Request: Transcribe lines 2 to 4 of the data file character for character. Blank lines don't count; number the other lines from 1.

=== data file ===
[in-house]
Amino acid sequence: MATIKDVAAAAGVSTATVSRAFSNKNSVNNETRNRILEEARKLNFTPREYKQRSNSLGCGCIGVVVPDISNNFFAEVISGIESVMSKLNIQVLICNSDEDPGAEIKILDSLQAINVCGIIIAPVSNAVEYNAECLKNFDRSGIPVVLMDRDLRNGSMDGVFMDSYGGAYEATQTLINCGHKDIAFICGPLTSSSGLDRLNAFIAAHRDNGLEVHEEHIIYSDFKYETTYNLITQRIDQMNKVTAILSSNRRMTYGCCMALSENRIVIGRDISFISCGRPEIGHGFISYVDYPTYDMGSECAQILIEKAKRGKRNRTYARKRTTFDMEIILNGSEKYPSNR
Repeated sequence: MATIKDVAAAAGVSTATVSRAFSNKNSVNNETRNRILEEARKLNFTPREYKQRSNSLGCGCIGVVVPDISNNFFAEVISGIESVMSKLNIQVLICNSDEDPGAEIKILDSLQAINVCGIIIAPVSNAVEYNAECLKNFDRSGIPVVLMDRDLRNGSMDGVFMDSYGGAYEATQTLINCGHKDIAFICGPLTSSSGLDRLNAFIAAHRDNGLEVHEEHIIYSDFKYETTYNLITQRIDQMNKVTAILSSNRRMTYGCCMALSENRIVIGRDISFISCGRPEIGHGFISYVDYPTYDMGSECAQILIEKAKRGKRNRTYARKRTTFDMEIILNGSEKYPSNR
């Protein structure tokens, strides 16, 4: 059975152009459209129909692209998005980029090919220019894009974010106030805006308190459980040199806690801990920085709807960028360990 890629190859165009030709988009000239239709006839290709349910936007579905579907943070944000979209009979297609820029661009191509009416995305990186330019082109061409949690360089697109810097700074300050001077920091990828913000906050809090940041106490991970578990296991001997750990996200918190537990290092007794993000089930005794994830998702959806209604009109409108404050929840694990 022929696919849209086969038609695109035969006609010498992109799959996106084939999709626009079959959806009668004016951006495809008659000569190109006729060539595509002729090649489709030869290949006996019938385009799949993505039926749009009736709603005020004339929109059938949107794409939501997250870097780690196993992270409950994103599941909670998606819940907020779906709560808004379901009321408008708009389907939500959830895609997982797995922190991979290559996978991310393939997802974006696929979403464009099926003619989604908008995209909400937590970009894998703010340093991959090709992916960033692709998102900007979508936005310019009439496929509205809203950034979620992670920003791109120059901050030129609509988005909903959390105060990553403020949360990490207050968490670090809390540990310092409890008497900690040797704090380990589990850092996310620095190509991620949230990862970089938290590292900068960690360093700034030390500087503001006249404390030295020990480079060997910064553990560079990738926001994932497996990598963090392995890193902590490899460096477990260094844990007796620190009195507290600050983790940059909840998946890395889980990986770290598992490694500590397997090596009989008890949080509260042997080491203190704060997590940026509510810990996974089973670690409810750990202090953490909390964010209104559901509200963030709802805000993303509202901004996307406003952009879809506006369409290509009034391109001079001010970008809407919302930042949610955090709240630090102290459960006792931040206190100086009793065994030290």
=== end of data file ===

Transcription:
Amino acid sequence: MATIKDVAAAAGVSTATVSRAFSNKNSVNNETRNRILEEARKLNFTPREYKQRSNSLGCGCIGVVVPDISNNFFAEVISGIESVMSKLNIQVLICNSDEDPGAEIKILDSLQAINVCGIIIAPVSNAVEYNAECLKNFDRSGIPVVLMDRDLRNGSMDGVFMDSYGGAYEATQTLINCGHKDIAFICGPLTSSSGLDRLNAFIAAHRDNGLEVHEEHIIYSDFKYETTYNLITQRIDQMNKVTAILSSNRRMTYGCCMALSENRIVIGRDISFISCGRPEIGHGFISYVDYPTYDMGSECAQILIEKAKRGKRNRTYARKRTTFDMEIILNGSEKYPSNR
Repeated sequence: MATIKDVAAAAGVSTATVSRAFSNKNSVNNETRNRILEEARKLNFTPREYKQRSNSLGCGCIGVVVPDISNNFFAEVISGIESVMSKLNIQVLICNSDEDPGAEIKILDSLQAINVCGIIIAPVSNAVEYNAECLKNFDRSGIPVVLMDRDLRNGSMDGVFMDSYGGAYEATQTLINCGHKDIAFICGPLTSSSGLDRLNAFIAAHRDNGLEVHEEHIIYSDFKYETTYNLITQRIDQMNKVTAILSSNRRMTYGCCMALSENRIVIGRDISFISCGRPEIGHGFISYVDYPTYDMGSECAQILIEKAKRGKRNRTYARKRTTFDMEIILNGSEKYPSNR
């Protein structure tokens, strides 16, 4: 059975152009459209129909692209998005980029090919220019894009974010106030805006308190459980040199806690801990920085709807960028360990 890629190859165009030709988009000239239709006839290709349910936007579905579907943070944000979209009979297609820029661009191509009416995305990186330019082109061409949690360089697109810097700074300050001077920091990828913000906050809090940041106490991970578990296991001997750990996200918190537990290092007794993000089930005794994830998702959806209604009109409108404050929840694990 022929696919849209086969038609695109035969006609010498992109799959996106084939999709626009079959959806009668004016951006495809008659000569190109006729060539595509002729090649489709030869290949006996019938385009799949993505039926749009009736709603005020004339929109059938949107794409939501997250870097780690196993992270409950994103599941909670998606819940907020779906709560808004379901009321408008708009389907939500959830895609997982797995922190991979290559996978991310393939997802974006696929979403464009099926003619989604908008995209909400937590970009894998703010340093991959090709992916960033692709998102900007979508936005310019009439496929509205809203950034979620992670920003791109120059901050030129609509988005909903959390105060990553403020949360990490207050968490670090809390540990310092409890008497900690040797704090380990589990850092996310620095190509991620949230990862970089938290590292900068960690360093700034030390500087503001006249404390030295020990480079060997910064553990560079990738926001994932497996990598963090392995890193902590490899460096477990260094844990007796620190009195507290600050983790940059909840998946890395889980990986770290598992490694500590397997090596009989008890949080509260042997080491203190704060997590940026509510810990996974089973670690409810750990202090953490909390964010209104559901509200963030709802805000993303509202901004996307406003952009879809506006369409290509009034391109001079001010970008809407919302930042949610955090709240630090102290459960006792931040206190100086009793065994030290």